Article | July 2018

Emergency Room Visit: When to Go, What to Expect, Wait Times and Cost

Knowing when and why to go for an emergency room visit can help you plan for care in the event of a medical emergency.

How much does it cost to go to an emergency room?

Emergency room costs can vary greatly depending on what type of medical care you need. How much you pay for the visit depends on your health insurance plan. Most health plans may require you to pay something out-of-pocket for an emergency room visit. A visit to the ER may cost more if you have a high-deductible health plan (HDHP) and you have not met your plan’s annual deductible. HDHPs typically offer lower monthly premiums and higher deductibles than traditional health plans. Your plan will start paying for eligible medical expenses once you’ve met the plan’s annual deductible.

When should I go to an emergency room?

Emergency rooms are often very busy because many people don’t know what type of care they need, so they immediately go to the ER when they are sick or hurt. You should make an emergency room visit for any condition that’s considered life-threatening. Life-threatening conditions include, but are not limited to, things like a serious allergic reaction, trouble breathing or speaking, disorientation, a loss of consciousness, or any physical trauma.

If you need to be treated for problems that are considered non-life threatening, such as an earache, fever and flu symptoms, minor animal bites, mild asthma, or a mild urinary tract infection, consider seeing your doctor or visiting an urgent care center or convenience care clinic.

What is the cost of an emergency room visit without insurance?

Emergency room costs with or without health insurance can be very high. If you have health insurance, review your plan documents for details on the costs associated with your plan, including your plan deductible, coinsurance, and copay requirements.

If you don’t have insurance, you may be required to pay the full cost of your treatment, which can vary by facility and the type of treatment required. Always plan ahead for sudden sickness, injury, or other medical needs, so you know where to go and how much it could cost. If you need medical care, but it’s not life-threatening you may not have to go to the ER—there are other more affordable options:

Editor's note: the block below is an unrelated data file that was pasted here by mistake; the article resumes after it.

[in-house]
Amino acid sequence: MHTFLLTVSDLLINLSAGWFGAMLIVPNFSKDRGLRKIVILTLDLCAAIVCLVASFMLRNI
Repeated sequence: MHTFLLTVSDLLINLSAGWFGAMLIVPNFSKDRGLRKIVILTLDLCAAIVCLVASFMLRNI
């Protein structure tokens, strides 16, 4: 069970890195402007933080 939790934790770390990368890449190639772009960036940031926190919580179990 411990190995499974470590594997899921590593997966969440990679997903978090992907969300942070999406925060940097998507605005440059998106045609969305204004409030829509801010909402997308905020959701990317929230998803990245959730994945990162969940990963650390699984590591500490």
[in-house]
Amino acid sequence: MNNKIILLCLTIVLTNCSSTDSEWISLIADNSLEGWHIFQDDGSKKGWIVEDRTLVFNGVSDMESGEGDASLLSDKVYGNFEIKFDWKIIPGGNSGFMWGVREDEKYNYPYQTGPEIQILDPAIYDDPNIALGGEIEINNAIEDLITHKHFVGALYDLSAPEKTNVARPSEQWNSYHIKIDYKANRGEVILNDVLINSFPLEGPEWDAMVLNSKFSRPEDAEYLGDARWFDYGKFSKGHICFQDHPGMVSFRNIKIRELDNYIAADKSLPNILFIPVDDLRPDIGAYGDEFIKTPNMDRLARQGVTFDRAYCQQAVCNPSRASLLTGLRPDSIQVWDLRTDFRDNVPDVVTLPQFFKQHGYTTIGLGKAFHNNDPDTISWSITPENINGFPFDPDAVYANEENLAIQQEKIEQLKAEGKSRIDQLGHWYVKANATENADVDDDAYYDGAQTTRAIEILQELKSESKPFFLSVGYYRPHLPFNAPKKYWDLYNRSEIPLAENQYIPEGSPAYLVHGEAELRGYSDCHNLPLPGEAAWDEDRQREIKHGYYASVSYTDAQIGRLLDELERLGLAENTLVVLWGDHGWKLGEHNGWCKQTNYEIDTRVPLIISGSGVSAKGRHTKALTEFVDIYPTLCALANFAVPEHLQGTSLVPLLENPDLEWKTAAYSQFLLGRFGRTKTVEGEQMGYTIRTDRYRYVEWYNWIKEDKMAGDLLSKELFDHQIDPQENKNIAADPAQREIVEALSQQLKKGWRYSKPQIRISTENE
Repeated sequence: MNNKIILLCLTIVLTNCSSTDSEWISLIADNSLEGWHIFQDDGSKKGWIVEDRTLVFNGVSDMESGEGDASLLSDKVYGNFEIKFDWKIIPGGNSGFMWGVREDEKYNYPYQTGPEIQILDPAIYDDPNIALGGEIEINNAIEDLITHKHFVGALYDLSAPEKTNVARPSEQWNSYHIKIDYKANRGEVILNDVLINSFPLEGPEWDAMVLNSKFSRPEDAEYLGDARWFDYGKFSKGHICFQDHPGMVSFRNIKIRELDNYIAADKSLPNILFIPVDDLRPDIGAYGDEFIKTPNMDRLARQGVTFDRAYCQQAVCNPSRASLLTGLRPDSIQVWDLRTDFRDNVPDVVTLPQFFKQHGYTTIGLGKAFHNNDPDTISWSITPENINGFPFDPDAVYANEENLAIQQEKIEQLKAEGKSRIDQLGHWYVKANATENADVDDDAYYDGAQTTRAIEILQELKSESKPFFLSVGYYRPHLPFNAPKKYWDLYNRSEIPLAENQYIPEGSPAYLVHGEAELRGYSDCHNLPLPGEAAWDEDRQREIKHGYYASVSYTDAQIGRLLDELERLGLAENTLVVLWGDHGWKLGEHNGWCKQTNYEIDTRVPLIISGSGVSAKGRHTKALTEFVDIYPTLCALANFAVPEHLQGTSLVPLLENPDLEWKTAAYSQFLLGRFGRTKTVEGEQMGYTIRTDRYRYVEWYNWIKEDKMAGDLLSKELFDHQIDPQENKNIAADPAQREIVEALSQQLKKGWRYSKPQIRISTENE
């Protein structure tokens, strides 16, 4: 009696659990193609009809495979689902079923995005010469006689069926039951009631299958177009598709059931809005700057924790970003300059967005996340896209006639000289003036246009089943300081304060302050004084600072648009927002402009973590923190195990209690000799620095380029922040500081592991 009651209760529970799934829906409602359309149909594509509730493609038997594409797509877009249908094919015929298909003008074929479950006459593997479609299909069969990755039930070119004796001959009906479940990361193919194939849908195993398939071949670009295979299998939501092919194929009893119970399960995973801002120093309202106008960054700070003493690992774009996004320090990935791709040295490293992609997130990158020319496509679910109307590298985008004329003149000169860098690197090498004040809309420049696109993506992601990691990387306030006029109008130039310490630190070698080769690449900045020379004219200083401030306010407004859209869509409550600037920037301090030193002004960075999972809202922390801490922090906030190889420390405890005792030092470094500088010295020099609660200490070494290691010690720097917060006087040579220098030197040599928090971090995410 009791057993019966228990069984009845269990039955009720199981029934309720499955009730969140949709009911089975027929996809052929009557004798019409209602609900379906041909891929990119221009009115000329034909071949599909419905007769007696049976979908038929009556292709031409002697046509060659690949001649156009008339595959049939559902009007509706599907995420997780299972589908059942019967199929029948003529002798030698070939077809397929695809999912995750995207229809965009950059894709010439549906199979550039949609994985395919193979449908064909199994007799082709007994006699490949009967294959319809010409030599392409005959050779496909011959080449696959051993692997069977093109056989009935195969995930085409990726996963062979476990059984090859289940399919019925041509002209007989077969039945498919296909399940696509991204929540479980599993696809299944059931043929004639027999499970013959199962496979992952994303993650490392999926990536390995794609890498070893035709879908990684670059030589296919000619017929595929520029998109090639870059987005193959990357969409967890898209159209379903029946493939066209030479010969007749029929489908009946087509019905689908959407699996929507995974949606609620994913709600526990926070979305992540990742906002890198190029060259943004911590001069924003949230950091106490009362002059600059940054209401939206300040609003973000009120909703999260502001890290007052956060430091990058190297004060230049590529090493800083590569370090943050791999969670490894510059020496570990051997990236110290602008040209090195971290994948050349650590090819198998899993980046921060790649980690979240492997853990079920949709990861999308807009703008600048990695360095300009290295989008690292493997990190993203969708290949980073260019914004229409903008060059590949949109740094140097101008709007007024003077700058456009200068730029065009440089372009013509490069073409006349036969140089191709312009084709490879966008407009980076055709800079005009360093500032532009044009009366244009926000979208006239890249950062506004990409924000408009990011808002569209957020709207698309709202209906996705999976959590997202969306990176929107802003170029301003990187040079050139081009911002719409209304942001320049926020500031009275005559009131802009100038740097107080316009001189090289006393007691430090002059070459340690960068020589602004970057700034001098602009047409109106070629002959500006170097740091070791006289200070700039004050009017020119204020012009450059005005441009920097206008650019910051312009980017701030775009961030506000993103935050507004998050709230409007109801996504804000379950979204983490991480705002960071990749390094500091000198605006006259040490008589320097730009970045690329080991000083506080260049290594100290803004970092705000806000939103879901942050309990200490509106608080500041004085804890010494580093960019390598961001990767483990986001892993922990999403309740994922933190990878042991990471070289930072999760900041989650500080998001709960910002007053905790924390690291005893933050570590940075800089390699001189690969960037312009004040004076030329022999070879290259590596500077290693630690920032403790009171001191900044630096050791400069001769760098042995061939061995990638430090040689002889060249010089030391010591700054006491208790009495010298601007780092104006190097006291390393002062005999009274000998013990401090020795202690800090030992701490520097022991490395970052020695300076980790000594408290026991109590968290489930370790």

• Urgent care center: Staffed by doctors, nurses and other medical staff who can treat things like earaches, urinary tract infections, minor cuts, nausea, vomiting, etc. Wait times may be shorter and using an urgent care center could save you hundreds of dollars when compared to an ER.
  • Convenience care clinic: Walk-in clinics are typically located in a pharmacy (CVS, Walgreens, etc.) or supermarket/retail store (Target, Walmart, etc.). These clinics are staffed with physician assistants and nurse practitioners who can provide care for minor cold, fever, flu, rashes and bruises, head lice, allergies, sinus/ear infections, urinary tract infections, even flu and shingles shots. No appointments are needed, wait times are usually minimal, and a convenience care clinic costs much less than an ER.

Plan ahead for when you need medical care. You may not need an emergency room visit and the bill that could come with it.

What are common emergency room wait times?

Emergency room wait times vary according to hospital and location. Patients in the ER are seen based on how serious their condition is. This means that the patients with life-threatening conditions are treated first, and those with non-life threatening conditions have to wait.

To help reduce ER wait times, health care facilities encourage you to plan ahead for care, so when you’re sick or hurt, you know if the ER is right for your medical condition.

An emergency room visit can take up time and money if your problem is not life-threatening. Consider other care options, such as an urgent care center, convenience care clinic, your doctor, or a virtual doctor visit (video chat/telehealth)—all of which could be faster and save you money out of your own pocket if the medical problem is non-life threatening.

If you have health insurance, be sure to check your plan documents to see what types of care options are eligible for coverage under your plan, including whether or not you need to stay in your plan’s network.

Is taking an ambulance to the ER free?

An ambulance ride is not free, but your insurance may cover some of the costs for the ride, as well as the emergency room visit. Check your plan benefits to see what out-of-pocket expenses you are responsible for when it comes to an ambulance ride and a visit to the ER.

Plan ahead for times you may need immediate medical care. Review the details of your health plan so you know the costs for an ER visit should you ever need it. Know when it’s best to go to the emergency room and when going somewhere else, like an urgent care center, convenience care clinic, your doctor, or even a virtual doctor visit (video chat/telehealth), is the right option that may save you time and money.

Close up of arms getting an IV in hospital bed

The information provided here is for educational purposes only. It does not constitute medical advice and is not a substitute for proper medical care provided by a physician. Cigna assumes no responsibility for any circumstances arising out of the use, misuse, interpretation or application of this information. Always consult your doctor for appropriate examinations, treatment, testing, and care recommendations. In an emergency, dial 911 or visit the nearest emergency room.